Sunday, 7 July 2013

Fabrizio de Andre - the Italian Bob Dylan

Our little village has an osteria - il Nespolo - locally owned with lovely food and wine at a very cheap price.  It often has special events to celebrate local festivals with a fixed price menu and occasionally live music.  Last week I noticed an advert for an evening of poetry and music with a meal, all for 15 euros - it seemed an unmissable way to spend a summer evening and do a bit of de-stressing!

Fabrizio was quite beautiful
I hadn't heard of Fabrizio de Andre, but I learned very quickly that he's huge in Italy, even though he died a few years ago.  He was born in Genoa, to a rich family, but spent his life supporting libertarianism and pacifism and championing the causes of gypsies and other marginalised people, as well as opposing the Catholic church.  Ironic then that he was captured by bandits and held hostage on Sardinia for several months until his family paid the ransom. 

Some of the music was familiar - he translated Leonard Cohen and Bob Dylan into Italian, but he also wrote a great deal of his own.  One of the albums that interested me was his response to Edgar Lee Masters 'Spoon River Anthology' - a wonderful volume of poetry where Lee Masters gave voices to all the dead inhabitants of Spoon River and let them tell their life stories one after the other. Fabrizio de Andre, seems to have been heavily influenced by modern poetry and is also regarded as a poet in Italy.

We had a ringside seat from our little table at the back. Alongside the video images and the music, two people took turns to read his lyrics. 

It was difficult to find a photograph of him that didn't have a cigarette somewhere attached to his anatomy. Not surprisingly he died of lung cancer at the early age of 59 -  he is much mourned here.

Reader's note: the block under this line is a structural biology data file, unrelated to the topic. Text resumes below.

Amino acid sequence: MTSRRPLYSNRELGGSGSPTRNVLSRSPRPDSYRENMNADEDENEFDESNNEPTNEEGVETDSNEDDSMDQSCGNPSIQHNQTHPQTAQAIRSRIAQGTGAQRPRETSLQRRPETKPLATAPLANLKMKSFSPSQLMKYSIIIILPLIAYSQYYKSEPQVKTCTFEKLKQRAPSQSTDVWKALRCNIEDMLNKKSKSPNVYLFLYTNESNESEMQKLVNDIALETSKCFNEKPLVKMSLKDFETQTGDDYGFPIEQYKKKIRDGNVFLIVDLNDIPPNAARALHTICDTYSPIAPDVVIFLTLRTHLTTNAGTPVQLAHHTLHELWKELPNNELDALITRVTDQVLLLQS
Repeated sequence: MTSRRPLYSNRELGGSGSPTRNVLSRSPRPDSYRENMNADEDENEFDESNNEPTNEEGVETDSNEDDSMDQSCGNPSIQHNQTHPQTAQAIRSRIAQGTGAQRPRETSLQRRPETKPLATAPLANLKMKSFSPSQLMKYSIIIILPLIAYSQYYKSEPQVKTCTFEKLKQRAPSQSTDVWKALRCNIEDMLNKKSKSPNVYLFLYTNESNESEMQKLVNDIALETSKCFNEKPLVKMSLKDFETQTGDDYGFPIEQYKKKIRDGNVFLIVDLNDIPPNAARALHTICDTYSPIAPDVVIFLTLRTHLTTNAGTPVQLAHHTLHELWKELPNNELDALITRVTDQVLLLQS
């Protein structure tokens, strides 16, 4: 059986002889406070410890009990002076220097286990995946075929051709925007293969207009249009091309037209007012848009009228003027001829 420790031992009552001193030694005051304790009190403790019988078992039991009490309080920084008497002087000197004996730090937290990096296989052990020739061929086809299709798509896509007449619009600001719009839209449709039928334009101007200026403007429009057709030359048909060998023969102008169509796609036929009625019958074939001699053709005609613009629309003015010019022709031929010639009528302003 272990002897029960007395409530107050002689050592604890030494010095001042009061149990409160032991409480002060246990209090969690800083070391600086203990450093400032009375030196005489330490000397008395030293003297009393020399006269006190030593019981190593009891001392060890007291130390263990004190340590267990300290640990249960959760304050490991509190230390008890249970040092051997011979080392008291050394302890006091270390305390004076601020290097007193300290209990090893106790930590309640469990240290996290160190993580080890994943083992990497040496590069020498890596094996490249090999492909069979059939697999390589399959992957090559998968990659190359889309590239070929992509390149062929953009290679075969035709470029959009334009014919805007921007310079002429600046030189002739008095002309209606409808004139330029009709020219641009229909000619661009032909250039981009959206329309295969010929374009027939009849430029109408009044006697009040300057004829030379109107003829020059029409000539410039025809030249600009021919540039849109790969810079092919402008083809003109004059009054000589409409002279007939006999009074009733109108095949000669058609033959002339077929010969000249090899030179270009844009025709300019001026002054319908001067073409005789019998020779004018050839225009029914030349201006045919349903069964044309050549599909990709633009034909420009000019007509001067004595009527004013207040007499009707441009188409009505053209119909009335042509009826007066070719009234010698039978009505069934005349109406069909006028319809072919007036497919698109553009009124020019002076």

You can listen to some of Fabrizio's music on YouTube following this link.

We had a fascinating evening and discovered another aspect of Italy.

 

Friday, 5 July 2013

Confessions of a Word-aholic

A Writer's Life is not all swanning around in the Piazza and drinking wine on the terrace ......


I'm blogging over at Author's Electric today about the downside of being an Indie author - self-inflicted, of course!

A few weeks after I had my second child, short on sleep and high on anxiety, I woke up one morning and when I opened my mouth to speak, found that only gibberish came out.  The link, between what I was saying in my brain and what came out of my mouth, was broken.  I was utterly terrified.  Exhaustion - the doctor said - what you need is sleep.  So, a couple of pills were swallowed, baby, feeding bottles, and toddler were handed over to a panicky 'What do I do now?' father, and then I slept for 14 hours straight, woke for a drink and then slept again.  The following morning, my voice was back in its normal place, the tongue articulating what the brain dictated.  But I've never forgotten what it was like not to be able to communicate.

Since then, I've been a compulsive communicator.  And compulsive is the word.  In fact, there's a label for it and I think it ends in 'aholic', and has nothing to do with the amount of wine I drink (though, on the other hand . . . .)

Kathleen, swanning around in the Piazza


If you'd like to read more, please click this link.


 

Monday, 1 July 2013

Tuesday Poem: Escape to the Southern Ocean by Mary Cresswell

 

Escape to the Southern Ocean

Copyright Mary Cresswell

Here I will stay, she said; be done with the black north,
the harsh horizon rimmed with drought –
Planted the island there and drew it round her.
Therefore I find in me the double tree.
Judith Wright, “For New England”
The sailors laughed as she dropped over the side
not tragic at all – another excuse for mindless mirth –
she swam and she floated ashore with the tide
let loose the handhold of kelp, stood and looked around her.
Here the green winds, wet fog banks and mosses,
Here I will stay, she said, be done with the black north.

Each spring – each autumn – a sail five miles out,
but she never signalled nor cried to greet
the grey ships who laboured or flew – or failed,
leaving their shreds in unmarked deeps.
And she never forgot
the harsh horizon rimmed with drought. . . .

to read on follow this link to The Island Review

Mary Cresswell is a poet and natural history editor who lives on New Zealand's Kapiti coast. Her interests are very much with the natural world and our place in it, and she's often classified as an 'eco-poet'.

For more poetry please visit the Tuesday Poem site and check out what the Tuesday Poets are up to!